This past semester (my last one during my undergrad years!), I was enrolled in ECE4670 -- Intro to Digital Communication with Professor Aaron Wagner. The final project required constructing the encoder and decoder (in Matlab) to send data over an existing channel (Cornell’s commcloud server). The project was done in groups of 2 and I had worked with my friend Balazs Szegletes. It was a fun learning experience, and I wanted to share the details of the project here!

The communication channel is effectively a DAC that outputs the results of the encoder, X, a low-pass filter, and then an ADC that samples this and sends data, Y, to the decoder. The means for sending data to the channel involves writing the data to a wav file, which is then passed as an input parameter to a program called ccplay that is provided for the class. The program handles the DAC and ADC and saves the sampled output as another wav file. The goal is to be able to push data through the channel as quick as possible with few number of bit errors. The figure of merit is computed as:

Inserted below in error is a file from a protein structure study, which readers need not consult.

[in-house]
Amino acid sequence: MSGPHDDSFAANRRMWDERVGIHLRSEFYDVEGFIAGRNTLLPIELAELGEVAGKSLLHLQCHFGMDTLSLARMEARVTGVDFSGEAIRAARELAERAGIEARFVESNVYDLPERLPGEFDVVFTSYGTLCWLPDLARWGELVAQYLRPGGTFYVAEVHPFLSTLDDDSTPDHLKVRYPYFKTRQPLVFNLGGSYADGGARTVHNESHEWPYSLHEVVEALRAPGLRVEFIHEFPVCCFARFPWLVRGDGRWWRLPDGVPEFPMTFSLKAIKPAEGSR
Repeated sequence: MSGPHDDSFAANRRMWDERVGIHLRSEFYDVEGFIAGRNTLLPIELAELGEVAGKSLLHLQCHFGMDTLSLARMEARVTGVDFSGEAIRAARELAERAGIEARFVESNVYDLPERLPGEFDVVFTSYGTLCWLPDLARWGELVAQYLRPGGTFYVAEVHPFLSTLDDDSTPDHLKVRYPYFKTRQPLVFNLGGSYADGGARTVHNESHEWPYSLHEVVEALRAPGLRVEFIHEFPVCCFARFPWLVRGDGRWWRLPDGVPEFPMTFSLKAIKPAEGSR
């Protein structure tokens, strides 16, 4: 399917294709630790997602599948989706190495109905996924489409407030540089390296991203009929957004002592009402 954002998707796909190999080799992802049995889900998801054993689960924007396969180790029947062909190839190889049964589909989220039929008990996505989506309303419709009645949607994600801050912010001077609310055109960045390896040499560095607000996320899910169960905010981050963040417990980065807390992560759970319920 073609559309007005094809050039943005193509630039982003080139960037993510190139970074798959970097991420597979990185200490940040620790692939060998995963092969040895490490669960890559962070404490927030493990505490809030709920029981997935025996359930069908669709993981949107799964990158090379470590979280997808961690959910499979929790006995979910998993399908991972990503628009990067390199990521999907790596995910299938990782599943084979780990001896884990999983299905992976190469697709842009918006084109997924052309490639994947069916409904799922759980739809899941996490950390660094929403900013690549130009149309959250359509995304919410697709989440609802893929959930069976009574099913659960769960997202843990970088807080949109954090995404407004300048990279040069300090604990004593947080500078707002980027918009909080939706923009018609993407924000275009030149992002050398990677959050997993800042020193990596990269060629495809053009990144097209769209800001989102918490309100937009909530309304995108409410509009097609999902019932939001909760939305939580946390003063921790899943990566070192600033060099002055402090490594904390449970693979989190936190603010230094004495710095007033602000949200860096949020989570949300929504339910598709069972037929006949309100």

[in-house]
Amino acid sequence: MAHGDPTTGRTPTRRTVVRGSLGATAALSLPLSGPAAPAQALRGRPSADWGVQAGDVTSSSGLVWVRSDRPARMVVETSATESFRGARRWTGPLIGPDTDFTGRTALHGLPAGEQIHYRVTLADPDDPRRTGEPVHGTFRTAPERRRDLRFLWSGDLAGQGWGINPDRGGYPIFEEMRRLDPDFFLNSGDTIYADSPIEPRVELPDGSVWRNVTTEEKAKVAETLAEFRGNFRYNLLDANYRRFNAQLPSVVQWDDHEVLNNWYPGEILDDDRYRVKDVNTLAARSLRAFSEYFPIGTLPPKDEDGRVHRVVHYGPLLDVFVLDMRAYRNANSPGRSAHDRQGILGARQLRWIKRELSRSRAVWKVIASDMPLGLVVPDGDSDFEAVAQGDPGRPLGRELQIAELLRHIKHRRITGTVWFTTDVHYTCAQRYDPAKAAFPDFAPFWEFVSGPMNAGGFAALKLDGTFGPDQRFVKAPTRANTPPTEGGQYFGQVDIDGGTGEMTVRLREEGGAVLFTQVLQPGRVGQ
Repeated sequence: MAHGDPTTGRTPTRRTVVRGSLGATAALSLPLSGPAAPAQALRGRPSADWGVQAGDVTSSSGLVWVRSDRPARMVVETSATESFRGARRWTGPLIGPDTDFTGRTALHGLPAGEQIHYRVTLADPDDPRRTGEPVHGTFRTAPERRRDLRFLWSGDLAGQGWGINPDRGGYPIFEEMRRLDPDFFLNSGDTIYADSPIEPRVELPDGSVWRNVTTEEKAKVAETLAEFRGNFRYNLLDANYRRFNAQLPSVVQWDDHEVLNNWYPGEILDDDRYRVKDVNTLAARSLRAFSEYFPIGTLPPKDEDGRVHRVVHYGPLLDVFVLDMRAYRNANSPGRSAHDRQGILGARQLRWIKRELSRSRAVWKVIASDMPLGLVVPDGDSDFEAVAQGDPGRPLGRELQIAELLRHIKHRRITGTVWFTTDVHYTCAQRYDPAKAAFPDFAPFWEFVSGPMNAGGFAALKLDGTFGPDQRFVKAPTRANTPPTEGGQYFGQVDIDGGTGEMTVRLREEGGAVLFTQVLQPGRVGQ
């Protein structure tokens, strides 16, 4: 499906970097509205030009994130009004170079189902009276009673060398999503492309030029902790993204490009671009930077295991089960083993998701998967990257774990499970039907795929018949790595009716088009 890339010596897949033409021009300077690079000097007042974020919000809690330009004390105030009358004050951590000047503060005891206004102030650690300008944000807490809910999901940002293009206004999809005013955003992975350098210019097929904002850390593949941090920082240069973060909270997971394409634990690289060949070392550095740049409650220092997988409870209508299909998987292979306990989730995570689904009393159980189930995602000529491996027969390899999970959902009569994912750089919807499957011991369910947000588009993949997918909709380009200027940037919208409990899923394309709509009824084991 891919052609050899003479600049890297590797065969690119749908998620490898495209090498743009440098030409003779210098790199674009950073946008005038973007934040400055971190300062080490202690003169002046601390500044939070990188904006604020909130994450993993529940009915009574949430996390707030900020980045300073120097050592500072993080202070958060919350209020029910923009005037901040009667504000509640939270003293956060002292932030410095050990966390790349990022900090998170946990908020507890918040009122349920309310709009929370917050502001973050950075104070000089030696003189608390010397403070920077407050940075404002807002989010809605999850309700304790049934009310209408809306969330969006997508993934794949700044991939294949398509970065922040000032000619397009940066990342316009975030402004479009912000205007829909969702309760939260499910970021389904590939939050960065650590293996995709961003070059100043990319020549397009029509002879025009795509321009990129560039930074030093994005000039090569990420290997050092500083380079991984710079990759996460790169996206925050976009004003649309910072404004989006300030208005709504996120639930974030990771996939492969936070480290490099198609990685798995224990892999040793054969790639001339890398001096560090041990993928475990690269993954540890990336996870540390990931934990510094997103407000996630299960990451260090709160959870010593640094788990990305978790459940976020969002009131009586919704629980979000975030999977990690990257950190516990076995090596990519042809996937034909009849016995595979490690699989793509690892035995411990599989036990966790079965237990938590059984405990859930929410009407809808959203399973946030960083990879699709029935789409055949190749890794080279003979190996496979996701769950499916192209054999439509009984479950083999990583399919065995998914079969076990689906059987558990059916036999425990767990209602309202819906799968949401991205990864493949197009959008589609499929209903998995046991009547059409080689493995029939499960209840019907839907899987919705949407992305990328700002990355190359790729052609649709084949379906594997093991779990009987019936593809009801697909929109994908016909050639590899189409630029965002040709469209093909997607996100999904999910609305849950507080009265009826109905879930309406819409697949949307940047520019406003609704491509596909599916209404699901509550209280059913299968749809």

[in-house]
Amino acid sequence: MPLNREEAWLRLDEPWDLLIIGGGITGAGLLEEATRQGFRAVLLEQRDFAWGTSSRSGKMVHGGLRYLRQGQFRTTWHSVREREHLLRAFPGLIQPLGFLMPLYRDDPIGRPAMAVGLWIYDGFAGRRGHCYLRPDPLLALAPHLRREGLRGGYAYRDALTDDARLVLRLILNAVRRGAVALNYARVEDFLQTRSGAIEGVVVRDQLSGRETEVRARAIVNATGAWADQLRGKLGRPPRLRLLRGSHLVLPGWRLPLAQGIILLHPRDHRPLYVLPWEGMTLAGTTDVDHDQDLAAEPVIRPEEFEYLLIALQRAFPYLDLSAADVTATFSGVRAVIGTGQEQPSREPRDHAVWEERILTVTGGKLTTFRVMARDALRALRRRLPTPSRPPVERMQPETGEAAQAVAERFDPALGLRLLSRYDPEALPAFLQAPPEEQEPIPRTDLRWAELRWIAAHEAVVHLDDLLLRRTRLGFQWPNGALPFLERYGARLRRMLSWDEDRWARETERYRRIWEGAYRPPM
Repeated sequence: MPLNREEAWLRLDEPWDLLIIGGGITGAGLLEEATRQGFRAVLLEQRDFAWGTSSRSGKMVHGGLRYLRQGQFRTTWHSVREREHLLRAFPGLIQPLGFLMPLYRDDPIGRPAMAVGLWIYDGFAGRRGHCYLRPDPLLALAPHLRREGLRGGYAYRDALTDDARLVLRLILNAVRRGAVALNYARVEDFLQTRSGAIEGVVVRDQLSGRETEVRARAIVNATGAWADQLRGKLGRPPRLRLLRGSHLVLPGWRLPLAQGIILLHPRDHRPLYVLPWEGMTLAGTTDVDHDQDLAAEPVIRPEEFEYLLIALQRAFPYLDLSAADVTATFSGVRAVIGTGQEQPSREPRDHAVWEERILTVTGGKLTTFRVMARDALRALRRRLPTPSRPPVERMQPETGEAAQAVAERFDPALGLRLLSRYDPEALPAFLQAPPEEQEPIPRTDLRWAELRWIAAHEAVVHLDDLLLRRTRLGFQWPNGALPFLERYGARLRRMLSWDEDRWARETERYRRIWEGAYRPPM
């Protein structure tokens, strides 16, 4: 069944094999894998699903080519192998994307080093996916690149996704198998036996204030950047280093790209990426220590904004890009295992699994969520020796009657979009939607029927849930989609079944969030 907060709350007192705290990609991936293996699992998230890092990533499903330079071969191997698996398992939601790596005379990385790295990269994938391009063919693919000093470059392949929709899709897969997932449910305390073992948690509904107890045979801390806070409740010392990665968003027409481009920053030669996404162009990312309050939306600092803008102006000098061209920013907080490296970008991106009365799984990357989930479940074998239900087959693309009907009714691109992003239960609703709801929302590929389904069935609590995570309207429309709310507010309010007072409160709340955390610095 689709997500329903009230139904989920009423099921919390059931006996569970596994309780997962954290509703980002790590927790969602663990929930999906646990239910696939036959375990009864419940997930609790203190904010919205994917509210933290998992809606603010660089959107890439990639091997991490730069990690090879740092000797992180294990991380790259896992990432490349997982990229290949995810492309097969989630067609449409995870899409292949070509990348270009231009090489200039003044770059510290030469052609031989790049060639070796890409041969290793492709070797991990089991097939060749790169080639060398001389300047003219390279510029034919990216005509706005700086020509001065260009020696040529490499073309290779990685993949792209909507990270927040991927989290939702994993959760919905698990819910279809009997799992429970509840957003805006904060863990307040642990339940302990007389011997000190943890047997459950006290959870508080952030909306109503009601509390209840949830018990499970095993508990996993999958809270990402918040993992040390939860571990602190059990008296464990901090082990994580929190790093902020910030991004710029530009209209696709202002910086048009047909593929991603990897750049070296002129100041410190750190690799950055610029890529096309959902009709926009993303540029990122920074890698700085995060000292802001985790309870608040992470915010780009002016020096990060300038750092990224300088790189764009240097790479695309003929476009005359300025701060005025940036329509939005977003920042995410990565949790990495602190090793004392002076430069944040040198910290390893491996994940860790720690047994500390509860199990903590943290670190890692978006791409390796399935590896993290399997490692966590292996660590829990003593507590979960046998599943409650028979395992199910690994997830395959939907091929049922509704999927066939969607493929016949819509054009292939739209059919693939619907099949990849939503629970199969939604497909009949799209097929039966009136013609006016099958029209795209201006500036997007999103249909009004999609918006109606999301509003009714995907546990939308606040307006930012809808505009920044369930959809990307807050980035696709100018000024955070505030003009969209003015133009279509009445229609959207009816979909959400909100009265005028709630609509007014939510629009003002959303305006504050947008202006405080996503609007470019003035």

FOM = (min(R, 300000)*(1-N/50000)10)/max(1,400*Po)

Where R is the data rate defined as (100,000/(L/44100)) where L is the length of the output of the encoder

N is the number of bit errors

Po is the average transmitted power

The channel properties can be modeled by the Toeplitz matrix H, such that:

Y = HX + Z, where Z is iid (independent, identically distributed) Gaussian noise. The commcloud server has two such channels, audio0 and audio1.

This builds on a previous lab, where orthogonal frequency division multiplexing (OFDM) is used with on/off keying to send data over the channel. This scheme achieved a data rate of about 14,000 bits per second with zero errors, resulting in a figure of merit of about 14,000. The high performance design utilizes orthogonal frequency division multiplexing (OFDM) and quadrature amplitude modulation (QAM) to achieve a figure of merit much higher than the previous lab.

The overall OFDM system block diagram is shown below (taken from Professor Wagner’s course’s

__Scribe notes__):